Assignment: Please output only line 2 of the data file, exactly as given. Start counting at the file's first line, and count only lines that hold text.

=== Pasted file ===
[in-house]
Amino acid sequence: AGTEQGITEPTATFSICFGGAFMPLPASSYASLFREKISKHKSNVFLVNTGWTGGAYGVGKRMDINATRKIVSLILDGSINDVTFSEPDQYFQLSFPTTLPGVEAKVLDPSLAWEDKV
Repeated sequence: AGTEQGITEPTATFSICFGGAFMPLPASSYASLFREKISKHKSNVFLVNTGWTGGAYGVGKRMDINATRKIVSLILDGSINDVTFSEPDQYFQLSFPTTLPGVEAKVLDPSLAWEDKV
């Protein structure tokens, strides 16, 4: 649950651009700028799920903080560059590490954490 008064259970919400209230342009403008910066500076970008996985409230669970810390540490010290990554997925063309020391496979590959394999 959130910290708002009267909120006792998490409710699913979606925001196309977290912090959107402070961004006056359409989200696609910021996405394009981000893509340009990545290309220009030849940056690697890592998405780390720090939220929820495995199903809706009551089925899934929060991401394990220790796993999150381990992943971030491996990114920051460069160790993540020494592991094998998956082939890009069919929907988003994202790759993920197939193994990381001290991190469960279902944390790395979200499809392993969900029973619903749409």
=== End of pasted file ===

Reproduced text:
Amino acid sequence: AGTEQGITEPTATFSICFGGAFMPLPASSYASLFREKISKHKSNVFLVNTGWTGGAYGVGKRMDINATRKIVSLILDGSINDVTFSEPDQYFQLSFPTTLPGVEAKVLDPSLAWEDKV